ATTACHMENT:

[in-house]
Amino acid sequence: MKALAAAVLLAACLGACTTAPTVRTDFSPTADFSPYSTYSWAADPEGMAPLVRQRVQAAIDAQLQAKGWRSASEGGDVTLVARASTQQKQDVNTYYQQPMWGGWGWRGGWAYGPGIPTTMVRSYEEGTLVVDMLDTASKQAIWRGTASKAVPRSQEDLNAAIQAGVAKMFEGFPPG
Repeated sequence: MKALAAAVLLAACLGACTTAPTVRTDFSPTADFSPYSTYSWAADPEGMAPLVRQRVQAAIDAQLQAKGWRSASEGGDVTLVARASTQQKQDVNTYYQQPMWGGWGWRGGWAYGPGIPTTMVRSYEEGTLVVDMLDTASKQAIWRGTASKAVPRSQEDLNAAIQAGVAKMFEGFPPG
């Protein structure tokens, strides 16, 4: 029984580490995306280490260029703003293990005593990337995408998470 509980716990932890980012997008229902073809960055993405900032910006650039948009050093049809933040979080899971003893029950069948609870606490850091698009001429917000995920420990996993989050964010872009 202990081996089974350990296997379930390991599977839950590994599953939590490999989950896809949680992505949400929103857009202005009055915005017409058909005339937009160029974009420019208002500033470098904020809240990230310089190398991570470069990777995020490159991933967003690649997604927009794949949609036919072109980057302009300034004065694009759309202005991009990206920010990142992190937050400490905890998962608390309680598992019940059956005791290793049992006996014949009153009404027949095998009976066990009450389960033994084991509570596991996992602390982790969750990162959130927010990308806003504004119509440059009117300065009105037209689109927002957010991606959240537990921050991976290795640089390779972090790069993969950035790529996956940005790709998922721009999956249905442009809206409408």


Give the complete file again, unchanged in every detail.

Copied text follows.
[in-house]
Amino acid sequence: MKALAAAVLLAACLGACTTAPTVRTDFSPTADFSPYSTYSWAADPEGMAPLVRQRVQAAIDAQLQAKGWRSASEGGDVTLVARASTQQKQDVNTYYQQPMWGGWGWRGGWAYGPGIPTTMVRSYEEGTLVVDMLDTASKQAIWRGTASKAVPRSQEDLNAAIQAGVAKMFEGFPPG
Repeated sequence: MKALAAAVLLAACLGACTTAPTVRTDFSPTADFSPYSTYSWAADPEGMAPLVRQRVQAAIDAQLQAKGWRSASEGGDVTLVARASTQQKQDVNTYYQQPMWGGWGWRGGWAYGPGIPTTMVRSYEEGTLVVDMLDTASKQAIWRGTASKAVPRSQEDLNAAIQAGVAKMFEGFPPG
């Protein structure tokens, strides 16, 4: 029984580490995306280490260029703003293990005593990337995408998470 509980716990932890980012997008229902073809960055993405900032910006650039948009050093049809933040979080899971003893029950069948609870606490850091698009001429917000995920420990996993989050964010872009 202990081996089974350990296997379930390991599977839950590994599953939590490999989950896809949680992505949400929103857009202005009055915005017409058909005339937009160029974009420019208002500033470098904020809240990230310089190398991570470069990777995020490159991933967003690649997604927009794949949609036919072109980057302009300034004065694009759309202005991009990206920010990142992190937050400490905890998962608390309680598992019940059956005791290793049992006996014949009153009404027949095998009976066990009450389960033994084991509570596991996992602390982790969750990162959130927010990308806003504004119509440059009117300065009105037209689109927002957010991606959240537990921050991976290795640089390779972090790069993969950035790529996956940005790709998922721009999956249905442009809206409408």